NCAA puts University of Hawaii men's basketball on probation

Dec 23, 2015 - 3:34 AM HONOLULU (AP) The University of Hawaii men's basketball team was put on three years of probation Tuesday by the NCAA after an investigation found former coach Gib Arnold violated ethical conduct rules and provided false or misleading information.

Hawaii will lose two scholarships during the next two seasons, leaving it with 11, and cannot play in postseason games during the 2016-2017 academic year. The NCAA approved a $10,000 fine that the university previously imposed on itself. Hawaii also must pay a penalty equaling 1 percent of the basketball program's budget over the previous three years.

Hawaii athletic director David Matlin said attorneys are reviewing the decision, but the university doesn't plan to appeal. He said the athletic department added a staff position to focus on rules education, and has increased efforts to inform boosters of the rules and make student-athletes more aware of them.

He voiced confidence in the basketball program improving under Eran Ganot, who was hired as the new coach in April.

''While we are disappointed with the postseason ban, and the impact on current student-athletes and our great fans, we accept the penalties and continue to move forward with Eran Ganot at the helm,'' Matlin said.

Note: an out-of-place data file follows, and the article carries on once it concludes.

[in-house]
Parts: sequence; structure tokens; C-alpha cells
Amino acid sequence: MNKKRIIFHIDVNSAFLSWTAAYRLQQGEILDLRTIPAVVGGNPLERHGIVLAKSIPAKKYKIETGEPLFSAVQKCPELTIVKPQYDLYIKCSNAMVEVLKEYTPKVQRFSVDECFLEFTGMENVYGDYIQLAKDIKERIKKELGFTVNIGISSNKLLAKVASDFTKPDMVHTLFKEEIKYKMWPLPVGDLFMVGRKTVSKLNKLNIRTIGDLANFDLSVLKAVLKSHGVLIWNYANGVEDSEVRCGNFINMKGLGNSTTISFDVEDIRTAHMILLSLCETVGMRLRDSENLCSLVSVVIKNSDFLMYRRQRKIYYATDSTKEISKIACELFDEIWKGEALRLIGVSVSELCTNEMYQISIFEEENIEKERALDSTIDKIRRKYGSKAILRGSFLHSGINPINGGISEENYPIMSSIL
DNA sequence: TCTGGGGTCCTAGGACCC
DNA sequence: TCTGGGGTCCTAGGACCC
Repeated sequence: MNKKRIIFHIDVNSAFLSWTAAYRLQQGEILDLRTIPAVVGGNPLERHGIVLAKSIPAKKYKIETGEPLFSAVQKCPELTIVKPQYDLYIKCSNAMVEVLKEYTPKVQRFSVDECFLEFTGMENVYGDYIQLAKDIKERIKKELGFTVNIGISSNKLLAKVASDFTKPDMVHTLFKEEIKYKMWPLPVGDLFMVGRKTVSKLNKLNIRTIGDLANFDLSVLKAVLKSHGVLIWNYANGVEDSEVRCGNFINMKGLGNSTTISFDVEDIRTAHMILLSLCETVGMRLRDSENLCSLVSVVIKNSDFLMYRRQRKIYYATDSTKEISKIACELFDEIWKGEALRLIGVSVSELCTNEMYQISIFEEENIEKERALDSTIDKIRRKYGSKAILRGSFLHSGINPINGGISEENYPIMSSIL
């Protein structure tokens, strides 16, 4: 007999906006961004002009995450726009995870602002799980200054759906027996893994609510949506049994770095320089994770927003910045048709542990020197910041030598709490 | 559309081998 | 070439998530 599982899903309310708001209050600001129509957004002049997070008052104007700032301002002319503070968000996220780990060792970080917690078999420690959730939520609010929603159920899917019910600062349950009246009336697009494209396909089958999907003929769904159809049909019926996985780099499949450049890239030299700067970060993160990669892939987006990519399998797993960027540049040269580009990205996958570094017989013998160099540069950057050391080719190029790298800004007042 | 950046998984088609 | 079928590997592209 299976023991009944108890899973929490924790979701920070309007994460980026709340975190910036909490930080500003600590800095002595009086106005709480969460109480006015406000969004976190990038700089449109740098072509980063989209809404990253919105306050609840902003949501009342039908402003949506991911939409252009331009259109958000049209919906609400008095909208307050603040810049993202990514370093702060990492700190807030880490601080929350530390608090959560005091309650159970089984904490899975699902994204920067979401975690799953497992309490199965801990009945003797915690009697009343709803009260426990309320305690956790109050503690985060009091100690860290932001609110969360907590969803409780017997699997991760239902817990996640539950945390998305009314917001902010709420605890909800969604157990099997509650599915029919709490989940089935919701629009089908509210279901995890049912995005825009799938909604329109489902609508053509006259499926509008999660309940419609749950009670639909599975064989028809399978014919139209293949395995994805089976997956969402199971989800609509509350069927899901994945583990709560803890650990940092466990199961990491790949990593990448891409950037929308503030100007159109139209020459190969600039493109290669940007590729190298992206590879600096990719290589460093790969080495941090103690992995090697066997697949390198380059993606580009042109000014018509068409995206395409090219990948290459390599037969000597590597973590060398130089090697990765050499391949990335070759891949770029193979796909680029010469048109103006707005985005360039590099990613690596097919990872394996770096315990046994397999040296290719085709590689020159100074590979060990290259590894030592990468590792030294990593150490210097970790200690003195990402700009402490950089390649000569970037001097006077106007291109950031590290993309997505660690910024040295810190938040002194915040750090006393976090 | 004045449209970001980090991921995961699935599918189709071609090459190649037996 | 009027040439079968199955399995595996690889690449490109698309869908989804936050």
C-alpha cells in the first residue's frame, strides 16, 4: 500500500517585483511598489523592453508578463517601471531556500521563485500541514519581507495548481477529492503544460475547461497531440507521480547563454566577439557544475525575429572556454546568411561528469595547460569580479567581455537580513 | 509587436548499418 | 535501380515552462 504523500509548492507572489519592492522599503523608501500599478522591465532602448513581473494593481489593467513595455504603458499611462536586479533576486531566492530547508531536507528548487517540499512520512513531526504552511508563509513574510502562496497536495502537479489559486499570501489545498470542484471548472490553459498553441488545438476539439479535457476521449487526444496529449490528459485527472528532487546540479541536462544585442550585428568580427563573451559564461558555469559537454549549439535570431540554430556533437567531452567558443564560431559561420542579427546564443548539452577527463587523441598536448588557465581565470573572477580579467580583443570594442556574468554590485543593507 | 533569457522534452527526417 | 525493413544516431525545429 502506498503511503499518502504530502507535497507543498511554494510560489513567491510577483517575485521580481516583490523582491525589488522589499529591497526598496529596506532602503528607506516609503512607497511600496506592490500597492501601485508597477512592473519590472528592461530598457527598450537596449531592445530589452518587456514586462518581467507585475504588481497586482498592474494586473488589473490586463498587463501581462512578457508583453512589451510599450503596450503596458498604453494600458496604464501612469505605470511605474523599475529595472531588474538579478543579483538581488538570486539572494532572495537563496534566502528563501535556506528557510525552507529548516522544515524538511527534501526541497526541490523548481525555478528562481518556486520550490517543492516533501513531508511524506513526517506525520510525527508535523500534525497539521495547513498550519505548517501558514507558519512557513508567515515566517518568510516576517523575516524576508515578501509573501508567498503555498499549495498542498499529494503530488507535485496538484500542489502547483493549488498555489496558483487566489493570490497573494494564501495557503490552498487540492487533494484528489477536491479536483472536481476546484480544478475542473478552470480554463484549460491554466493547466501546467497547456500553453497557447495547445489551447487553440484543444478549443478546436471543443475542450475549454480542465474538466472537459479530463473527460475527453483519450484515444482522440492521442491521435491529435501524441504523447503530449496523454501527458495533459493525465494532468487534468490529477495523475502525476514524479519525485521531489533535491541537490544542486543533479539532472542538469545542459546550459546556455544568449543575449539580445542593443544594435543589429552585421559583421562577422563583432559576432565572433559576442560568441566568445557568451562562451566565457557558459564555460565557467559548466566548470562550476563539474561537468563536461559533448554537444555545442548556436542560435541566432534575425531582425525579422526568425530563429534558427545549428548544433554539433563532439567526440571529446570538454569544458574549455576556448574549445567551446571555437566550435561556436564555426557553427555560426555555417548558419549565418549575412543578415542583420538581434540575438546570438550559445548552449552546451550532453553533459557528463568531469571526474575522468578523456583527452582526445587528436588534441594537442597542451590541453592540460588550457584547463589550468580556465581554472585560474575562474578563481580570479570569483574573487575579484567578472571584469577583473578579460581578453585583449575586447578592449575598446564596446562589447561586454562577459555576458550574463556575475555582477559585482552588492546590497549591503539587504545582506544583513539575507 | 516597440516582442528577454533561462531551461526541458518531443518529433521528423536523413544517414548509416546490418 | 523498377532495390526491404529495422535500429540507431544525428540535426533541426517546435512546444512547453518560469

Hawaii has been under investigation since March 2014, after the school reported a former assistant men's basketball coach altered and submitted a fraudulent financial document on behalf of a recruit.

Arnold's attorney, James Bickerton, said in an email that his client was pleased the NCAA found no Level 1 violations - the most serious of the association's four tiers of infractions - as he had been saying.

Bickerton said the NCAA accepted Arnold's testimony on events and rejected the testimony of his main accusers on the factual points he disputed. The NCAA also recognized Arnold was poorly supported by the university's compliance department, the email said.

The university fired Arnold in October 2014 amid the investigation. But Arnold filed a grievance with the state government employees union, claiming the university had violated his 2011 contract by firing him without cause.

The university sued Arnold for fraud and negligence and asked the court to weigh in on the grievance. It ultimately agreed to a $700,000 settlement, which included paying Arnold $500,000 over three years and $200,000 to his attorneys.

The NCAA said the violations included:

-Arnold allowed the director of basketball operations to scout and instruct players on the court even though this caused the team to have more coaches than permissible.

-Arnold provided false or misleading information about the director of operations' participation in scouting and practice.

-Arnold told a former student-athlete who used a booster's car to stop driving it, but didn't report the incident to anyone in the athletic department. The student continued to compete, even though he was ineligible to do so. The report said Arnold asked the team to keep the issue ''in house.''

-A former assistant coach knowingly altered an admission form to help a student-athlete gain entrance to the school.

The NCAA penalties were determined by a panel of the Division I Committee on Infractions.

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